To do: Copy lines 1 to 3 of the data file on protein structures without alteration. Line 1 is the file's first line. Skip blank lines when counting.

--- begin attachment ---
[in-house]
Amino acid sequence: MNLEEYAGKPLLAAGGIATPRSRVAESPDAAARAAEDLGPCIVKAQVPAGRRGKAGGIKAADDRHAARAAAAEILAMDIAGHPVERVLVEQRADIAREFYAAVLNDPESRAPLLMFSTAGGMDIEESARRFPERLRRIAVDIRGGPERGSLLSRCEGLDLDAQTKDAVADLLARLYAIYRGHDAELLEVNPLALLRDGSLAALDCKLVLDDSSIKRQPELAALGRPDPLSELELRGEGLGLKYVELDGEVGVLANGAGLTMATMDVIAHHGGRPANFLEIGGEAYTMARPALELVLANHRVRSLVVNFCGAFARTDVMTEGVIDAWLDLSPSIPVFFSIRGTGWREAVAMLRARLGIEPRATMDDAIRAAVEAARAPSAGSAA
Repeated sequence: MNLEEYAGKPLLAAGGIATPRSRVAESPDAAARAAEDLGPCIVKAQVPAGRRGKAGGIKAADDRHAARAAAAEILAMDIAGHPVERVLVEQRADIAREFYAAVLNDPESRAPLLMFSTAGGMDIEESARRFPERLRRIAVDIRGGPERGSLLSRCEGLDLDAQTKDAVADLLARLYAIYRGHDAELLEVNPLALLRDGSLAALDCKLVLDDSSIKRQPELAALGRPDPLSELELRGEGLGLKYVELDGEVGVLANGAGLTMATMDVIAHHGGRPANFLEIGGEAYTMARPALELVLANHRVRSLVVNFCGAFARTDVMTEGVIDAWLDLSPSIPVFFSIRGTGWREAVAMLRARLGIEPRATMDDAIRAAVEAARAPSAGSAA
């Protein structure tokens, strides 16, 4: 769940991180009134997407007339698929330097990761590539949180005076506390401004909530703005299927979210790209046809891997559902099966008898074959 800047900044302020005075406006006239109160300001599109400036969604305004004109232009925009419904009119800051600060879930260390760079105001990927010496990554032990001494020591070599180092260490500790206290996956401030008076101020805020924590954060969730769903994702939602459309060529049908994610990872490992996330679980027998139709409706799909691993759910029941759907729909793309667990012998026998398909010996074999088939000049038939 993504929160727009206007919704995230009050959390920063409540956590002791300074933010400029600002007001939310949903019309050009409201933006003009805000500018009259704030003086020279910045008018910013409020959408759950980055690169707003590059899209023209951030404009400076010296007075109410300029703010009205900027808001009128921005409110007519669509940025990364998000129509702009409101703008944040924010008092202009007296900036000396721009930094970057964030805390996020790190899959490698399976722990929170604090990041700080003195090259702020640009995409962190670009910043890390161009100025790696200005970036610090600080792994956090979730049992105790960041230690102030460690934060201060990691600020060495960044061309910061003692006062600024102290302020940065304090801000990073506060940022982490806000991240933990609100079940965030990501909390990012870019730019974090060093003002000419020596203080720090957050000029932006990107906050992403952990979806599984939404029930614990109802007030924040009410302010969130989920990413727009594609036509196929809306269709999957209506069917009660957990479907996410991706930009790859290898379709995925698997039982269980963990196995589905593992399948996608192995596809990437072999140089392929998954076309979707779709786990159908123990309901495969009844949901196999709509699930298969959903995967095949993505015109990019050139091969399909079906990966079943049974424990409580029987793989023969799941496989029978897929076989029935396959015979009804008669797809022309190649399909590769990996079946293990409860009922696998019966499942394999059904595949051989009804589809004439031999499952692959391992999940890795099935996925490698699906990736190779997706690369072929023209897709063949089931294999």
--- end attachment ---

[in-house]
Amino acid sequence: MNLEEYAGKPLLAAGGIATPRSRVAESPDAAARAAEDLGPCIVKAQVPAGRRGKAGGIKAADDRHAARAAAAEILAMDIAGHPVERVLVEQRADIAREFYAAVLNDPESRAPLLMFSTAGGMDIEESARRFPERLRRIAVDIRGGPERGSLLSRCEGLDLDAQTKDAVADLLARLYAIYRGHDAELLEVNPLALLRDGSLAALDCKLVLDDSSIKRQPELAALGRPDPLSELELRGEGLGLKYVELDGEVGVLANGAGLTMATMDVIAHHGGRPANFLEIGGEAYTMARPALELVLANHRVRSLVVNFCGAFARTDVMTEGVIDAWLDLSPSIPVFFSIRGTGWREAVAMLRARLGIEPRATMDDAIRAAVEAARAPSAGSAA
Repeated sequence: MNLEEYAGKPLLAAGGIATPRSRVAESPDAAARAAEDLGPCIVKAQVPAGRRGKAGGIKAADDRHAARAAAAEILAMDIAGHPVERVLVEQRADIAREFYAAVLNDPESRAPLLMFSTAGGMDIEESARRFPERLRRIAVDIRGGPERGSLLSRCEGLDLDAQTKDAVADLLARLYAIYRGHDAELLEVNPLALLRDGSLAALDCKLVLDDSSIKRQPELAALGRPDPLSELELRGEGLGLKYVELDGEVGVLANGAGLTMATMDVIAHHGGRPANFLEIGGEAYTMARPALELVLANHRVRSLVVNFCGAFARTDVMTEGVIDAWLDLSPSIPVFFSIRGTGWREAVAMLRARLGIEPRATMDDAIRAAVEAARAPSAGSAA